wiki:QandAs
Last modified 7 years ago Last modified on 09/12/09 05:02:46

Questions and Answers

Do I need a USRP?

The USRP is not essential. You can use sample files collected by others or one of a number of alternative hardware approaches. If you already have a suitable radio receiver you can even interface to it to via your PC's soundcard. Check out the hardware page for a short write-up of approaches people are investigating.

How do I install OP25?

At present you can only install OP25 from source. Check the build instructions for details.

I have an error in libtool - what's going wrong?

I run the ./bootstrap and ./configure commands succesfuly but the make command failed with the following error:

libtool:Version mismatch error. This is libtool 2.2.4, but the definition of this LT_INIT comes from an older release. You should recreate aclocal.m4 with macros from libtool 2.2.4 and run auto conf again.

The aclocal.m4 file is auto-generated as a result of running the 'bootstrap' script that comes with the tarball. It is safe to delete 'aclocal.m4' - bootstrap will re-create it. The usual routine is to run the following after un-tarring the tarball -

./bootstrap
./configure
make
make install

If you've made other changes in the middle of this process, such as installing new stuff, it might be best to always re-start at the first of these steps (bootstrap)...

The self-test doesn't work

When I try the python self-test programs I get something like this:-

./qa_fsk4.py
Traceback (most recent call last):
File "./qa_fsk4.py", line 24, in <module>
import fsk4
ImportError: No module named fsk4

This occurs because you aren't meant to run qa_fsk4.py or qa_op25.py directly. Instead you should run "make check" from the block's top-level directory.

When I run usrp_p25_rx.py the user interface is unresponsive

The receiver consumes a significant amount of CPU and I/O bandwidth. If you have a slow computer and are trying to receive/play very wideband captures then there maybe little left to do anything else. Try using a lower sampling rate (a higher decimation factor) to see how much bandwidth your computer can process. One trick which might work is to cut down on the amount of time the CPU spends drawing on the screen. To do this cut&paste the following command into a shell to create a file called ~/.gnuradio/config.conf:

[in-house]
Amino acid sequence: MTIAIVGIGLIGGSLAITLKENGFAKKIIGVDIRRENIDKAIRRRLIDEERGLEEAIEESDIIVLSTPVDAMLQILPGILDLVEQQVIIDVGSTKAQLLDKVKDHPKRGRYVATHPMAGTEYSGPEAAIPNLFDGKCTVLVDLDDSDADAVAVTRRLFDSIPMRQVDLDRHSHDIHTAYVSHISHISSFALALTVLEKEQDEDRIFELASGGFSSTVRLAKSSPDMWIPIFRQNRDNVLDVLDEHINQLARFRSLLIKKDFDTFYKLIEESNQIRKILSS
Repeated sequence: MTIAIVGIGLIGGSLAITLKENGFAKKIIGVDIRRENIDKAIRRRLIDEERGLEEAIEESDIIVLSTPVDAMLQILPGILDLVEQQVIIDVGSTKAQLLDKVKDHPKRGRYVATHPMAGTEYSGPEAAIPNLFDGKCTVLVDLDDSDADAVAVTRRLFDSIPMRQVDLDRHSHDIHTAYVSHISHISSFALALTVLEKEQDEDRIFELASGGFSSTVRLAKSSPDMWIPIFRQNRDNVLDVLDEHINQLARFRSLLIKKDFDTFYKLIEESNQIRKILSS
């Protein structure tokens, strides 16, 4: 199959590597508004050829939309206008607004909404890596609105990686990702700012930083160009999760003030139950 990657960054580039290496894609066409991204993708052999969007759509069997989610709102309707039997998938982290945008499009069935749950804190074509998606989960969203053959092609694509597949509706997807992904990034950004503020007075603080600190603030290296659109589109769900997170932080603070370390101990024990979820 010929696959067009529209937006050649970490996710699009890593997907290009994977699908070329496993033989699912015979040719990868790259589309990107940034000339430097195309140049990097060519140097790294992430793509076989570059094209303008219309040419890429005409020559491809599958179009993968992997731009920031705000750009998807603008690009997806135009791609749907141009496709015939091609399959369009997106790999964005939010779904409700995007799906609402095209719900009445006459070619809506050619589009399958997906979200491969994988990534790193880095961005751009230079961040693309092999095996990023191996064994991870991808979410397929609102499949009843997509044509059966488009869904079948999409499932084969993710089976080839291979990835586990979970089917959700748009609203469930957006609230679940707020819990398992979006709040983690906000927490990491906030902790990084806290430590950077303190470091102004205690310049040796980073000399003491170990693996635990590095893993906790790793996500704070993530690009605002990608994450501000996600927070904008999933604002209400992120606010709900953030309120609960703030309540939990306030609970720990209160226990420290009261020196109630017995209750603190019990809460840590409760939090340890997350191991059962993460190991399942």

[ -d ~/.gnuradio ] || mkdir ~/.gnuradio
cat >> .gnuradio/config.conf <<EOF
[wxgui]
style=nongl
fft_rate=2
EOF

Also you can install the "System Monitor" applet into your task bar which gives a good visual indication of how heavily loaded your CPU is. In the last last analysis you can use the GNURadio usrp_rx_cfile.py example program to capture sample files at the command line but you will always be limited by CPU and I/O bandwidth as to how much spectrum you can sample at any one time.

Why are you guys so s-l-o-w?

Well, we're a part-time hobby effort by a couple of enthusiasts. If you want to speed us up please feel free to help.

How can I help?

We're looking for help with coding, testing, providing advice, gathering sample data, writing documentation or providing hardware. Whatever you can volunteer is welcome.